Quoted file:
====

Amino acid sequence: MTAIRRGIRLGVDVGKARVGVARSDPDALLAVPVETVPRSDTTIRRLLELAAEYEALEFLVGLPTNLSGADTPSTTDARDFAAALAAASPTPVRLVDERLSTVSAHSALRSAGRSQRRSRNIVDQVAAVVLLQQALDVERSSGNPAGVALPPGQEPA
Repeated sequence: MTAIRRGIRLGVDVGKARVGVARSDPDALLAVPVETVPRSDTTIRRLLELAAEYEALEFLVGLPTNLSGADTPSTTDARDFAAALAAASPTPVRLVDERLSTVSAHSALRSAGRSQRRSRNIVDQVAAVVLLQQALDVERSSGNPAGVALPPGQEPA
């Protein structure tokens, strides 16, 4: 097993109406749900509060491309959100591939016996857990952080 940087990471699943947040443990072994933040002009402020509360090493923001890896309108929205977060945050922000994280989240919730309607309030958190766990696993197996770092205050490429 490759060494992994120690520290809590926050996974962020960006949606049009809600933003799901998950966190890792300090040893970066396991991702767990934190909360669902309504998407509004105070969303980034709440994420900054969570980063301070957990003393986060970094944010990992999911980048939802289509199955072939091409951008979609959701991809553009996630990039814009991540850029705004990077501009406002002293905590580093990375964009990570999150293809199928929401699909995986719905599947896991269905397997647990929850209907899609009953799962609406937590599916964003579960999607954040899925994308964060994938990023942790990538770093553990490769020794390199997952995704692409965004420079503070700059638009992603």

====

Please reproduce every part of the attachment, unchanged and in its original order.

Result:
Amino acid sequence: MTAIRRGIRLGVDVGKARVGVARSDPDALLAVPVETVPRSDTTIRRLLELAAEYEALEFLVGLPTNLSGADTPSTTDARDFAAALAAASPTPVRLVDERLSTVSAHSALRSAGRSQRRSRNIVDQVAAVVLLQQALDVERSSGNPAGVALPPGQEPA
Repeated sequence: MTAIRRGIRLGVDVGKARVGVARSDPDALLAVPVETVPRSDTTIRRLLELAAEYEALEFLVGLPTNLSGADTPSTTDARDFAAALAAASPTPVRLVDERLSTVSAHSALRSAGRSQRRSRNIVDQVAAVVLLQQALDVERSSGNPAGVALPPGQEPA
């Protein structure tokens, strides 16, 4: 097993109406749900509060491309959100591939016996857990952080 940087990471699943947040443990072994933040002009402020509360090493923001890896309108929205977060945050922000994280989240919730309607309030958190766990696993197996770092205050490429 490759060494992994120690520290809590926050996974962020960006949606049009809600933003799901998950966190890792300090040893970066396991991702767990934190909360669902309504998407509004105070969303980034709440994420900054969570980063301070957990003393986060970094944010990992999911980048939802289509199955072939091409951008979609959701991809553009996630990039814009991540850029705004990077501009406002002293905590580093990375964009990570999150293809199928929401699909995986719905599947896991269905397997647990929850209907899609009953799962609406937590599916964003579960999607954040899925994308964060994938990023942790990538770093553990490769020794390199997952995704692409965004420079503070700059638009992603």